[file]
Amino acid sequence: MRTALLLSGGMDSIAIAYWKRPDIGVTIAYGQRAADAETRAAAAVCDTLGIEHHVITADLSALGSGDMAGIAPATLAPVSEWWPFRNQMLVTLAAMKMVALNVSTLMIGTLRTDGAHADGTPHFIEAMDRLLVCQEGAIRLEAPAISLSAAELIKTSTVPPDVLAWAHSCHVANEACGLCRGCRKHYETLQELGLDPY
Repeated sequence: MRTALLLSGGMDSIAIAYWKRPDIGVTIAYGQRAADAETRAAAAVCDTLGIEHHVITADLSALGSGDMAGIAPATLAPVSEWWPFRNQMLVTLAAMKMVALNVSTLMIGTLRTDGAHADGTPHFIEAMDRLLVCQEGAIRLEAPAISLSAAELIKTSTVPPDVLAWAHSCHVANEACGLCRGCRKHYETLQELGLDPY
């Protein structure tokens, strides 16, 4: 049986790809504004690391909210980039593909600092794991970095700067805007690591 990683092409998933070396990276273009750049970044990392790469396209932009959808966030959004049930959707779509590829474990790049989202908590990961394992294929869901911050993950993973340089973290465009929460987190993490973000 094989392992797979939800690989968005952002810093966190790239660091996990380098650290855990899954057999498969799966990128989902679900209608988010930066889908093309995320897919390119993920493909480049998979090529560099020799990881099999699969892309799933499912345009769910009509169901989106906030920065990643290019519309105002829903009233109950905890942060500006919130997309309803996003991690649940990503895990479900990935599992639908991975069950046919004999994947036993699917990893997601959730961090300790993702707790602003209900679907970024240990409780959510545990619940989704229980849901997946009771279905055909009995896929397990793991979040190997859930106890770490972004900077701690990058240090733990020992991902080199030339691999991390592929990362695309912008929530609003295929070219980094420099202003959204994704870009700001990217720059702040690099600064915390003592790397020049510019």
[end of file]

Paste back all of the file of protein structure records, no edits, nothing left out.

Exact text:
Amino acid sequence: MRTALLLSGGMDSIAIAYWKRPDIGVTIAYGQRAADAETRAAAAVCDTLGIEHHVITADLSALGSGDMAGIAPATLAPVSEWWPFRNQMLVTLAAMKMVALNVSTLMIGTLRTDGAHADGTPHFIEAMDRLLVCQEGAIRLEAPAISLSAAELIKTSTVPPDVLAWAHSCHVANEACGLCRGCRKHYETLQELGLDPY
Repeated sequence: MRTALLLSGGMDSIAIAYWKRPDIGVTIAYGQRAADAETRAAAAVCDTLGIEHHVITADLSALGSGDMAGIAPATLAPVSEWWPFRNQMLVTLAAMKMVALNVSTLMIGTLRTDGAHADGTPHFIEAMDRLLVCQEGAIRLEAPAISLSAAELIKTSTVPPDVLAWAHSCHVANEACGLCRGCRKHYETLQELGLDPY
């Protein structure tokens, strides 16, 4: 049986790809504004690391909210980039593909600092794991970095700067805007690591 990683092409998933070396990276273009750049970044990392790469396209932009959808966030959004049930959707779509590829474990790049989202908590990961394992294929869901911050993950993973340089973290465009929460987190993490973000 094989392992797979939800690989968005952002810093966190790239660091996990380098650290855990899954057999498969799966990128989902679900209608988010930066889908093309995320897919390119993920493909480049998979090529560099020799990881099999699969892309799933499912345009769910009509169901989106906030920065990643290019519309105002829903009233109950905890942060500006919130997309309803996003991690649940990503895990479900990935599992639908991975069950046919004999994947036993699917990893997601959730961090300790993702707790602003209900679907970024240990409780959510545990619940989704229980849901997946009771279905055909009995896929397990793991979040190997859930106890770490972004900077701690990058240090733990020992991902080199030339691999991390592929990362695309912008929530609003295929070219980094420099202003959204994704870009700001990217720059702040690099600064915390003592790397020049510019």